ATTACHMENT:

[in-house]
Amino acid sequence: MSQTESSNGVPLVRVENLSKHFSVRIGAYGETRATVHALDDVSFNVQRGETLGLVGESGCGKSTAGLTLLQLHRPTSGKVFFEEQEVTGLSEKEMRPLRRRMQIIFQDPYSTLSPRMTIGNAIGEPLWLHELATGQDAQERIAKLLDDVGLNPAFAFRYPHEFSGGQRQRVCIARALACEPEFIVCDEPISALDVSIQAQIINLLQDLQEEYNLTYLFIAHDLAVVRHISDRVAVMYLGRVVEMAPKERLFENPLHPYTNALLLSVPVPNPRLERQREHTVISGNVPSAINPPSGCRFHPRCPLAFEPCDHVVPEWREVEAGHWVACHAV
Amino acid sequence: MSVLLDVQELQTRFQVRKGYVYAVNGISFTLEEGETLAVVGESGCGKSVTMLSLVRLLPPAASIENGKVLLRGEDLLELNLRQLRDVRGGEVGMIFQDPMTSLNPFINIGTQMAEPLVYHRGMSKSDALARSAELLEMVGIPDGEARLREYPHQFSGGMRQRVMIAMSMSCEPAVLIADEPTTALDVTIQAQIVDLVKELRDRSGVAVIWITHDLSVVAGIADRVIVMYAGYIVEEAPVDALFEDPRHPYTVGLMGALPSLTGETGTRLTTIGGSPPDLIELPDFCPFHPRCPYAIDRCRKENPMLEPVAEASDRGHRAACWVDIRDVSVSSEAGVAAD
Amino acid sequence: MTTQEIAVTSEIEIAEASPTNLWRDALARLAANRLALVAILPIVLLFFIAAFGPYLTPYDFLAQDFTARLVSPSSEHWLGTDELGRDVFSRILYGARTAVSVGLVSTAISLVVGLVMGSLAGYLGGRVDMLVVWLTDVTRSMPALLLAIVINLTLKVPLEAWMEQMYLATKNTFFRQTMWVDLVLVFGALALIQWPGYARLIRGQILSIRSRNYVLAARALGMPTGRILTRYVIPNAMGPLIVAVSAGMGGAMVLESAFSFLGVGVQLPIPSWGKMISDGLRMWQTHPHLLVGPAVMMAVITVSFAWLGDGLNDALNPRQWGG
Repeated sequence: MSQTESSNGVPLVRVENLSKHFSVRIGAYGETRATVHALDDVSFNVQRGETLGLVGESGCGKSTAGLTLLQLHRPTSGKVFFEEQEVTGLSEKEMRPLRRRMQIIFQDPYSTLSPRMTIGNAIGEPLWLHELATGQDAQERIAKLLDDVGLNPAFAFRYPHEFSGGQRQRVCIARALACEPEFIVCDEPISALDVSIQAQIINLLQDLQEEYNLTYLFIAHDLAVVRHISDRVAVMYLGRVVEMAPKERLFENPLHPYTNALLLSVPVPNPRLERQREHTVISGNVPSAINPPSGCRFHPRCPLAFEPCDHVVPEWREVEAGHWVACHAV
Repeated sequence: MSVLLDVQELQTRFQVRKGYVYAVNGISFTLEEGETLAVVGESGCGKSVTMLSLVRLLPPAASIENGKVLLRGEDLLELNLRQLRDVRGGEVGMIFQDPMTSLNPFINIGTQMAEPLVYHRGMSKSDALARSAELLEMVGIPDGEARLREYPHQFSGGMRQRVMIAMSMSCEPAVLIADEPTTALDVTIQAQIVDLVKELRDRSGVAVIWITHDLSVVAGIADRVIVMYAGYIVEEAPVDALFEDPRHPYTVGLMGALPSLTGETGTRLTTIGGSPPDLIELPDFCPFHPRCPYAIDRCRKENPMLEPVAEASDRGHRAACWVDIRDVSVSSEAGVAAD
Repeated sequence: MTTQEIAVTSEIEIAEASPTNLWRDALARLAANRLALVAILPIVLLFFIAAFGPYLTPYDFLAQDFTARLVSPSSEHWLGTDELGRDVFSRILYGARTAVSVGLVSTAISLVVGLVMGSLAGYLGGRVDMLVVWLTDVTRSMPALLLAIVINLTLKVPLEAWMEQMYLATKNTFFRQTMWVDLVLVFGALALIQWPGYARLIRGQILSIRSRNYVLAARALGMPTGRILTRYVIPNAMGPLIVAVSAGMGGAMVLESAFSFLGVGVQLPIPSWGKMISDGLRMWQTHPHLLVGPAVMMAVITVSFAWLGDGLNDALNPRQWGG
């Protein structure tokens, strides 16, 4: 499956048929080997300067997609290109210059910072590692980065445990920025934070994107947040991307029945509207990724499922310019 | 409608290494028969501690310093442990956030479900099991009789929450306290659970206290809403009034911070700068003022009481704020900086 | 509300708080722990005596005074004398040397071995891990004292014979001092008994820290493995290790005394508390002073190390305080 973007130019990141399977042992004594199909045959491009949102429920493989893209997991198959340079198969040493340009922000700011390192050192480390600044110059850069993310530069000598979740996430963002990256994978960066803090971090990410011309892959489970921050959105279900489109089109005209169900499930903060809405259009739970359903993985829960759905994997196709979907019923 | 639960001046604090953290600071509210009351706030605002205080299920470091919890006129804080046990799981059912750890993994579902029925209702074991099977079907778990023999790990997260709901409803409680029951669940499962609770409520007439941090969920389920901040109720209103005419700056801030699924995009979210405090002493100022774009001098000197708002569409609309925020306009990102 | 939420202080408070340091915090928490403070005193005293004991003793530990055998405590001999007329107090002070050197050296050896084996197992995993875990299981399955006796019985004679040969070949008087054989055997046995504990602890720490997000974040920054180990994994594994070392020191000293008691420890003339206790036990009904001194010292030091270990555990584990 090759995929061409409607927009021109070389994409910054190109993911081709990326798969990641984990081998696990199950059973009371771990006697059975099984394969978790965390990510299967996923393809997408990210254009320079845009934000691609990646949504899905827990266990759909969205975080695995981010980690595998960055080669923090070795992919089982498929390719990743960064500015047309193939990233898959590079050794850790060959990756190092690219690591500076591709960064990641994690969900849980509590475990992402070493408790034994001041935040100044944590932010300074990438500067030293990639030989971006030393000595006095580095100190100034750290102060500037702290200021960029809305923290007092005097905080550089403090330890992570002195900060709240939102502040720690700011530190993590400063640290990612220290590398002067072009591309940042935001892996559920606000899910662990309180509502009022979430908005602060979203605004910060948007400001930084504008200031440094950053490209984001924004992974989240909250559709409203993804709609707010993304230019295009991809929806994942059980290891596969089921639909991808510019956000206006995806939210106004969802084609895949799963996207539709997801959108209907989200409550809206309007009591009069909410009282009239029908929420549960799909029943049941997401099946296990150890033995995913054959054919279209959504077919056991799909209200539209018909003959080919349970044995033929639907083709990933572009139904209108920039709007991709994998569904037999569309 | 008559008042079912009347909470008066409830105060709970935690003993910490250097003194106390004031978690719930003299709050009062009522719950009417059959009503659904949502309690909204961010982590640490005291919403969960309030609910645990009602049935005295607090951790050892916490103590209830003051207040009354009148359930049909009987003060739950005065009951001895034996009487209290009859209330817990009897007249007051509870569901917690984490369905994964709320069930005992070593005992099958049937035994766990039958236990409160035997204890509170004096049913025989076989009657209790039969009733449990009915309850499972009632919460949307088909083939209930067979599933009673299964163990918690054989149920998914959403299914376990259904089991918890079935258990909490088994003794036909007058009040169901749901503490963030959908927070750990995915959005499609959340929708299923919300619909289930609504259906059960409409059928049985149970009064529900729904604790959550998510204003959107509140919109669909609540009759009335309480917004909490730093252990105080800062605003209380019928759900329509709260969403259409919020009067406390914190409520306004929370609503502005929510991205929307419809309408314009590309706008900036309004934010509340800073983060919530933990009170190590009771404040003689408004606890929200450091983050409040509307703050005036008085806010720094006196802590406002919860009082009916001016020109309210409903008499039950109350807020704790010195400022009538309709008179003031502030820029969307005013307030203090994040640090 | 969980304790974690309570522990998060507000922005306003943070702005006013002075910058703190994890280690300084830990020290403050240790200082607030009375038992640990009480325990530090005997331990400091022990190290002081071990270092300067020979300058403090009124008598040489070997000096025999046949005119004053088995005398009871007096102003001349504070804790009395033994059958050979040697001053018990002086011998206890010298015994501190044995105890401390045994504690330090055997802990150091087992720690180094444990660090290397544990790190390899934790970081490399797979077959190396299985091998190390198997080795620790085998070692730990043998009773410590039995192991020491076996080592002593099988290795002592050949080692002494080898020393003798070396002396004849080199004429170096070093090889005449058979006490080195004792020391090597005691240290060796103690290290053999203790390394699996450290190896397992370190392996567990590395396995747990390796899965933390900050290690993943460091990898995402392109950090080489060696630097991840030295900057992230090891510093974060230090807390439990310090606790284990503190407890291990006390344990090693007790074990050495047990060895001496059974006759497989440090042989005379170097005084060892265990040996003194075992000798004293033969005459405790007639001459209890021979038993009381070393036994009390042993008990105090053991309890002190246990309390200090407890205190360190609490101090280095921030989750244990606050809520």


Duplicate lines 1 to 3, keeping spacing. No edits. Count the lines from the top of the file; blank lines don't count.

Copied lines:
[in-house]
Amino acid sequence: MSQTESSNGVPLVRVENLSKHFSVRIGAYGETRATVHALDDVSFNVQRGETLGLVGESGCGKSTAGLTLLQLHRPTSGKVFFEEQEVTGLSEKEMRPLRRRMQIIFQDPYSTLSPRMTIGNAIGEPLWLHELATGQDAQERIAKLLDDVGLNPAFAFRYPHEFSGGQRQRVCIARALACEPEFIVCDEPISALDVSIQAQIINLLQDLQEEYNLTYLFIAHDLAVVRHISDRVAVMYLGRVVEMAPKERLFENPLHPYTNALLLSVPVPNPRLERQREHTVISGNVPSAINPPSGCRFHPRCPLAFEPCDHVVPEWREVEAGHWVACHAV
Amino acid sequence: MSVLLDVQELQTRFQVRKGYVYAVNGISFTLEEGETLAVVGESGCGKSVTMLSLVRLLPPAASIENGKVLLRGEDLLELNLRQLRDVRGGEVGMIFQDPMTSLNPFINIGTQMAEPLVYHRGMSKSDALARSAELLEMVGIPDGEARLREYPHQFSGGMRQRVMIAMSMSCEPAVLIADEPTTALDVTIQAQIVDLVKELRDRSGVAVIWITHDLSVVAGIADRVIVMYAGYIVEEAPVDALFEDPRHPYTVGLMGALPSLTGETGTRLTTIGGSPPDLIELPDFCPFHPRCPYAIDRCRKENPMLEPVAEASDRGHRAACWVDIRDVSVSSEAGVAAD